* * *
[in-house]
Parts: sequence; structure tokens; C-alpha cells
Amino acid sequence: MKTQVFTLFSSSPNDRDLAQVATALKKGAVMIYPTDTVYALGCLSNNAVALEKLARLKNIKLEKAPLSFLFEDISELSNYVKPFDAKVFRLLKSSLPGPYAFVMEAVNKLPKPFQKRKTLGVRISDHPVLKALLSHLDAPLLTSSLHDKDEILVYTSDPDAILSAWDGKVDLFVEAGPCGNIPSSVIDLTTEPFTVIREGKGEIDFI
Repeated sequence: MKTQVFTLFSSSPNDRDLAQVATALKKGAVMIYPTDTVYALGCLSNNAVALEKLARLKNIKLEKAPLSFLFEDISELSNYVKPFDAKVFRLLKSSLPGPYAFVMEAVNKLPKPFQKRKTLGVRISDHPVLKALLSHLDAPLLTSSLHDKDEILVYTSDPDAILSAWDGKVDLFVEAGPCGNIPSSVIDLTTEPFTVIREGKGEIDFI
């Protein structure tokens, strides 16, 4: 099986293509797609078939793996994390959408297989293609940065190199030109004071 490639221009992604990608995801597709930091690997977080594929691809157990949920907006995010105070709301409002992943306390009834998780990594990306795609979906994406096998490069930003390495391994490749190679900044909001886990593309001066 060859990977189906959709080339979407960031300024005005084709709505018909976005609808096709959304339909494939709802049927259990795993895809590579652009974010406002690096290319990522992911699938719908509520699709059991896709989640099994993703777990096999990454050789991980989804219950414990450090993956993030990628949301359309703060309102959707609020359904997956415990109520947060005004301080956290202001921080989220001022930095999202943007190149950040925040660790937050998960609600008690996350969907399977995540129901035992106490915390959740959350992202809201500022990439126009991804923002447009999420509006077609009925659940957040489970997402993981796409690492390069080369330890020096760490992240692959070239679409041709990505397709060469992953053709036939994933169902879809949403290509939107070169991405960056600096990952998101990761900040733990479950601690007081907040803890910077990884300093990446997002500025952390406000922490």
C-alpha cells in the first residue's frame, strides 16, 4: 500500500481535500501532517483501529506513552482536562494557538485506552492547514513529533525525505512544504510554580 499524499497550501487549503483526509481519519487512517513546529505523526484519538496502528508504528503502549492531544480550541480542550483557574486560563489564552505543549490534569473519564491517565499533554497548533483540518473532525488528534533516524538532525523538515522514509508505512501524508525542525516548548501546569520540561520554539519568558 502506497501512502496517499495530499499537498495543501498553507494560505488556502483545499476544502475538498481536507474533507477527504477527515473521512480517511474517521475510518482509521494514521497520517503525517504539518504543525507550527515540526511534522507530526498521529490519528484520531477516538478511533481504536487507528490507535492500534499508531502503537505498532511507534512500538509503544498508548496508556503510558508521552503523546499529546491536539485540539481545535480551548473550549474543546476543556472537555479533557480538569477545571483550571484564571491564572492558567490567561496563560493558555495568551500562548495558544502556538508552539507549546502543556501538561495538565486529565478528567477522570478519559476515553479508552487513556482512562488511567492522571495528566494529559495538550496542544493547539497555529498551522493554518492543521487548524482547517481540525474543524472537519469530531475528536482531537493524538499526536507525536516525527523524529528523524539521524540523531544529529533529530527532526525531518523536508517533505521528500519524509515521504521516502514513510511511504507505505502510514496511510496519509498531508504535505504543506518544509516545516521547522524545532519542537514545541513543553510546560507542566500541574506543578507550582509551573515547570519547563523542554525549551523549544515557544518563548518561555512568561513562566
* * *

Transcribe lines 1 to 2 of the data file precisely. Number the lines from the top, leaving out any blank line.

[in-house]
Parts: sequence; structure tokens; C-alpha cells